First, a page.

Just as the APMM decided to reschedule our gathering, we are in good company as the following organizations have taken decisive actions to eliminate large gatherings and curtail travel:

  • Google cancelled their large annual developer conference, known as I/O, due to concerns over the virus. They also placed travel restrictions on their employees, forbidding non-essential international business travel.
  • Twitter CEO Jack Dorsey requested that his entire staff (nearly 5,000 employees) work from home, and the company suspended all non-critical business travel and events.
  • The online payment platform developer Stripe took similar steps, with most of its employees encouraged (and in some cases required) to work remotely.
  • GPS manufacturer Garmin International suspended non-essential business travel globally, and recommended its employees reconsider personal travel to areas of increasing transmission.
  • Microsoft suspended some non-essential business travel, as well as closed its campus to tours or non-essential meetings and cancelled some upcoming events.
  • Whirlpool took similar measures, with their Europe, Middle-East and Africa headquarters, located in Milan, being situated in an area heavily affected by COVID-19.
  • The high-profile South by Southwest music and media festival in Austin, Texas has seen several large corporations such as Intel, Twitter and Facebook withdraw their participation, and more than 33,000 signatures on an online petition calling for the festival to be cancelled entirely, over fears of advancing transmission of COVID-19 in Texas. (The festival has since been cancelled.)

Some companies have taken this self-distancing policy as an opportunity to utilize virtual meetings. Whether teleconferencing through Skype or other software, or using more elaborate virtual meeting software such as GoToMeeting, many companies are finding this to be a suitable substitute for physical, in-person connection.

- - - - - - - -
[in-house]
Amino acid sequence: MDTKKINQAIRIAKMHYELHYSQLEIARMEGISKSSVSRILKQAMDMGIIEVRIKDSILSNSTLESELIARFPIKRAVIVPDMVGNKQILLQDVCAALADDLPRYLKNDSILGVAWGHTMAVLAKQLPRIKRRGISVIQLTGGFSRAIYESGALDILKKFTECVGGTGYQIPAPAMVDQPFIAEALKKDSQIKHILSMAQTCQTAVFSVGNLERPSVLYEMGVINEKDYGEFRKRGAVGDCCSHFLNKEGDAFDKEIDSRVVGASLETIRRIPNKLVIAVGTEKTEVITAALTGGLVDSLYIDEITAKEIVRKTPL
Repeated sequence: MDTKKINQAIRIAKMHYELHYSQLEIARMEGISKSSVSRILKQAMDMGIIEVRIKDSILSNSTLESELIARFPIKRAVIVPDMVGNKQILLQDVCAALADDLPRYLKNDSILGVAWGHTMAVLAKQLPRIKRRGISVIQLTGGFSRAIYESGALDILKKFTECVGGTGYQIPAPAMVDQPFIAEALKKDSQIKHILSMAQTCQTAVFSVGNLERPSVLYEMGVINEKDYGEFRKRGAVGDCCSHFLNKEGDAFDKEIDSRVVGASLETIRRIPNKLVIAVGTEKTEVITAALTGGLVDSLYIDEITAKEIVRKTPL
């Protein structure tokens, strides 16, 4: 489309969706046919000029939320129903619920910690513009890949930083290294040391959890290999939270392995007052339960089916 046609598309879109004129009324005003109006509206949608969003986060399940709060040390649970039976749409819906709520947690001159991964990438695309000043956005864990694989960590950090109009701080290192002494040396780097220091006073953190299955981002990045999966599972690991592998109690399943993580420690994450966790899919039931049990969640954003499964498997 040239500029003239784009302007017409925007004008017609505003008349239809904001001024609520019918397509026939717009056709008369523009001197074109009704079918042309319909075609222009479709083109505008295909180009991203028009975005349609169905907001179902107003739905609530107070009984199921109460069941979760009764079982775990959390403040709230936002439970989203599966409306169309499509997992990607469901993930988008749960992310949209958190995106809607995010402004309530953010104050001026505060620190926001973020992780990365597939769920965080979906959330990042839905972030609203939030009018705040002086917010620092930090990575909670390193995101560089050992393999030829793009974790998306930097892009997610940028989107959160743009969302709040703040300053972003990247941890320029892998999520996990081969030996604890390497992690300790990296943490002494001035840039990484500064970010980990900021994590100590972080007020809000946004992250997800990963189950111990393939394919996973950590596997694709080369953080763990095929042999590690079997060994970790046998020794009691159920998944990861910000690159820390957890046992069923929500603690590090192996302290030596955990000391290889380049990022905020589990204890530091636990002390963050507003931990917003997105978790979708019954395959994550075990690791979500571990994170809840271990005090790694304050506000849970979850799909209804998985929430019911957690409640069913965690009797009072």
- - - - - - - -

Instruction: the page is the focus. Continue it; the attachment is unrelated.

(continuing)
• Starbucks recently announced that they will be holding their annual shareholder’s meeting virtually. Starbucks headquarters is located in Seattle, Washington (currently the US state with the highest number of confirmed cases of COVID-19).
  • Adobe cancelled their annual summit in Las Vegas, saying it would become an “online-only” experience.
  • Similar steps have been taken by Facebook, converting one upcoming event into a virtual expo and cancelling another altogether.

Whether your organization is large or small, the implications to employee health and well-being, as well as the stresses to your bottom line because of work stoppages, shortages or shutdowns can weigh heavy. When fighting any foe, knowledge can be power, so here are a few links to read up on this latest threat and how some organizations are coping:

https://quillette.com/2020/03/03/dealing-with-a-once-in-a-century-pathogen/

https://www.npr.org/2020/03/03/811728989/coronavirus-cancellations-and-travel-bans-google-is-latest

https://www.moodyonthemarket.com/whirlpool-takes-precautions-as-coronavirus-advances-near-emea-hq-in-milan/

https://www.usnews.com/news/economy/articles/2020-03-03/twitter-amazon-google-among-businesses-guarding-against-coronavirus